Based on the true story of lawyer Bryan Stevenson and his organisation Equal Justice Initiative, this movie is an unflinching portrayal of injustice at the heart of the American legal system, and the heroes who fought – and are still fighting – to create real change.
Just Mercy is a weepy. A good, old-fashioned weepy. If you like crying in movies, this is the one for you.
It stars Michael B Jordan as Bryan Stevenson, a Harvard-educated lawyer who moves to Alabama to start an organisation defending death row inmates from capital punishment and Brie Larson as his associate Eva Ansley. The film centres on the real life case of Walter McMillian (Jamie Foxx), a man facing the death penalty for a murder he did not commit. When Bryan takes on his defence, Walter has all but given up hope that he will return to his family and his life. Just Mercy is about how, through tireless campaigning and one man’s dedication to the cause, hope can be restored in the most moving of ways.
So be warned now: it’s a weepy. But Just Mercy is also surprisingly pacey and, at times, light-hearted and humorous.
Director Destin Daniel Cretton (Short Term 12, The Glass Castle), has put together a film that is steady-handed and assured, harking back to the once-popular genre of the legal drama and updating it for modern audiences.
There are plenty of jokes at Bryan’s expense, like when he visits Walter’s family and finds his glass of lemonade topped up every time he takes a sip. Or when Eva (Larson) lets off a string of colourfully employed expletives when her application for office space is turned down, yet again, because of the nature of Equal Justice Initiative’s work.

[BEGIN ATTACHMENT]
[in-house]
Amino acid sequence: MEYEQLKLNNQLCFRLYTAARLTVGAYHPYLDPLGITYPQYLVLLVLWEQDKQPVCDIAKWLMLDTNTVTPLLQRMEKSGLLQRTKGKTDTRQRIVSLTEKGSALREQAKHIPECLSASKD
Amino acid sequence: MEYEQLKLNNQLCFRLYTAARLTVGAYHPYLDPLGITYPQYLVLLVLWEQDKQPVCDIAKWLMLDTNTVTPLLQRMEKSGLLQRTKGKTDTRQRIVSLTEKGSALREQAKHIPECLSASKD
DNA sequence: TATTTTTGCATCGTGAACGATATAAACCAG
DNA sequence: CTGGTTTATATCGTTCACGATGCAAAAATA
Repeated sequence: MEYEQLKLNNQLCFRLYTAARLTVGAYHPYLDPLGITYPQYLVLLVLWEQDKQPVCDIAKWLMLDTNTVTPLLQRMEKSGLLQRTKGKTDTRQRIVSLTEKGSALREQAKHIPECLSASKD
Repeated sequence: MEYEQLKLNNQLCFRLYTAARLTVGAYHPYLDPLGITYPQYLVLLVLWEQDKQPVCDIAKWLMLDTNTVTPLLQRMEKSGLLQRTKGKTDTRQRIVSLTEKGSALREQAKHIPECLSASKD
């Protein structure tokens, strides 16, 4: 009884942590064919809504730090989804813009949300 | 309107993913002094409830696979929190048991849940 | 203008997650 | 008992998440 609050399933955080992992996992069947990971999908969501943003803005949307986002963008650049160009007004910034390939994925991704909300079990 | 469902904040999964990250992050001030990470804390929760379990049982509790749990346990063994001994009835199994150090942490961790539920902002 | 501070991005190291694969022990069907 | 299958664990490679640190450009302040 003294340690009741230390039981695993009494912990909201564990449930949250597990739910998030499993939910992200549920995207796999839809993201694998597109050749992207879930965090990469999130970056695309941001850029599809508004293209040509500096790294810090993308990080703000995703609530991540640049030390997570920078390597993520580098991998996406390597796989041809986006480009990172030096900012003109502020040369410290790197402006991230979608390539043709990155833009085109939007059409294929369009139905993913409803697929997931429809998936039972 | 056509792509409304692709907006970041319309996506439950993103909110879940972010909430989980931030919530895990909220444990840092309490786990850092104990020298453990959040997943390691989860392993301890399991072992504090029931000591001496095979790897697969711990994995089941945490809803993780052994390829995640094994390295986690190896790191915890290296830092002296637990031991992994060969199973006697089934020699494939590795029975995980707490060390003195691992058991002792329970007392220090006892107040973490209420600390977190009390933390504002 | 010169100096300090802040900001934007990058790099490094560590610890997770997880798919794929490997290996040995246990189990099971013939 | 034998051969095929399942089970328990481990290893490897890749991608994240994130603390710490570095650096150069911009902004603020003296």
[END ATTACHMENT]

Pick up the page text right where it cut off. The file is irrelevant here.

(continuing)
Or when a court clerk makes the groundbreaking observation that Bryan is a particularly handsome young man. “He married?” she asks one of his female associates, playing audience surrogate for a second. “Married to his work,” she replies with a resigned shrug as Bryan, oblivious to the entire exchange, scours the court documents.
For Bryan, the work of the Equal Justice Initiative, protecting inmates from the death penalty, is the work of a lifetime. From the second we first meet him onscreen as a young black man, seeing himself reflected in the faces of the inmates that he defends – some 42% of death row prisoners are black, even though African Americans make up 13% of the US population – we see a man devoted to his cause.